Visual Studio Update 3 and TypeScript external module compilation

7. August 2014 08:54 by Cameron in TypeScript  //  Tags: , , , , , , , ,   //   Comments

I recently updated to Visual Studio 2013 Update 3, but it appears as though the TypeScript compiler is a little more strict in external module compilation. If you receive an error message asking the --module flag to be set, you need to add this to your build configurations in your project:

  <PropertyGroup Condition=" '$(Configuration)|$(Platform)' == 'Debug|AnyCPU' ">
    <TypeScriptModuleKind>amd</TypeScriptModuleKind>
  </PropertyGroup>
  <PropertyGroup Condition=" '$(Configuration)|$(Platform)' == 'Release|AnyCPU' ">
    <TypeScriptModuleKind>amd</TypeScriptModuleKind>
  </PropertyGroup>

After adding the TypeScriptModule kind node to the project properties, the compiler can correctly compile external TypeScript modules!

Disqus now in effect for comments!

2. May 2014 14:02 by Cameron in Blog  //  Tags:   //   Comments

I don't know why it took so long to make the move to Disqus for the comment system, but I'm glad I did. There is one caveat though: all previous comments are now hidden. Moving forward, we will have much more flexibility for comments and hopefully less spam. You wouldn't believe how much spam I was getting with the standard comments system. Some spam bots were so badly written that they had malformed anchor tags embedded in their comments. It's extremely clear when comments are spam or when they're not.

Knockout Observable Array Performance Improvments

Today, I was working on a project that makes AJAX calls to an API and noticed that the application was very slow and unresponsive during the AJAX calls and ko updates. I checked that the requests weren't taking too long in Chrome's developer tools and found they were at max taking 300ms and minimum of 20ms to return. This was very odd behavior since the AJAX requests weren't blocking.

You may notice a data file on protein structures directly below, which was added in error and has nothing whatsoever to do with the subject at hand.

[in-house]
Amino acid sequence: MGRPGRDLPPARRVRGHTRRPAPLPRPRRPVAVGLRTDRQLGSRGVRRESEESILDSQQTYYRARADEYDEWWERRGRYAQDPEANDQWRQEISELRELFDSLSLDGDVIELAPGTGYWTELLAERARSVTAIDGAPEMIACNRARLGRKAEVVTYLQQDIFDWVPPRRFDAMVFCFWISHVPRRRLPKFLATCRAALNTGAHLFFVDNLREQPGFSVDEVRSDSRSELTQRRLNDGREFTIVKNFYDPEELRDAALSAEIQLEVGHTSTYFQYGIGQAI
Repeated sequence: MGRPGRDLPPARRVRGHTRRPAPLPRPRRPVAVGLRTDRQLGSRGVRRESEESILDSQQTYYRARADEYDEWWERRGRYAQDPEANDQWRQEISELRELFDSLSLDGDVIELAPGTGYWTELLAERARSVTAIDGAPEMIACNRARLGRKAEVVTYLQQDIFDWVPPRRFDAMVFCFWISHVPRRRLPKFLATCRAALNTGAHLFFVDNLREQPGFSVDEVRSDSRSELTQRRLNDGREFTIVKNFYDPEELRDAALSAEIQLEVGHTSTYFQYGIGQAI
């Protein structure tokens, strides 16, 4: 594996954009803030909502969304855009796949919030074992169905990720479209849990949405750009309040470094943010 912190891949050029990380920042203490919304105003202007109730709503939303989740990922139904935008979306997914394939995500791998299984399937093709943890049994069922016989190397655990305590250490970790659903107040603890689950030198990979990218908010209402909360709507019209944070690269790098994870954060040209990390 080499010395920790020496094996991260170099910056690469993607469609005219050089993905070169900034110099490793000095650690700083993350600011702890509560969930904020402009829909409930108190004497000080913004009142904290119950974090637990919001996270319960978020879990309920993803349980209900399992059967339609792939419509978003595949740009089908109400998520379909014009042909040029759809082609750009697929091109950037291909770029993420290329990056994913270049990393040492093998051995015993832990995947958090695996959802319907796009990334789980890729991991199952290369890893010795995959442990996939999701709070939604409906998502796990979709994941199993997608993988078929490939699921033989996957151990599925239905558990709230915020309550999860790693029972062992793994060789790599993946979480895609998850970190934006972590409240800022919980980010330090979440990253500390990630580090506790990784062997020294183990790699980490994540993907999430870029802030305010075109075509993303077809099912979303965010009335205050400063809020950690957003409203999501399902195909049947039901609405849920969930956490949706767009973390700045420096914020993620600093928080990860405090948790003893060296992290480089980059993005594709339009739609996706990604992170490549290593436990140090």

After some research, I found that when updating ko.observableArrays, you don't want to push each individual item to the array if you can help it. Each time an item is pushed to a ko.observableArray, it notifies its subscribers and depending on how many DOM elements you have on your page, that can be rather taxing. I had code like this:

$.ajax({
	url: 'api/Document/',
	method: 'GET',
	dataType: 'json',
	success: function(data) {
		Documents([])
		for(var i = 0; i < data.length; i++)
			Documents.push(data[i]);
	}
});

To fix this, you need to create temporary arrays to push your items to and then assign the ko.observableArray to the contents of the temporary array. Your code should look more like this:

$.ajax({
	url: 'api/Document/',
	method: 'GET',
	dataType: 'json',
	success: function(data) {
		var documents = [];
		for(var i = 0; i < data.length; i++)
			documents.push(data[i]);	

		Documents(documents);
	}
});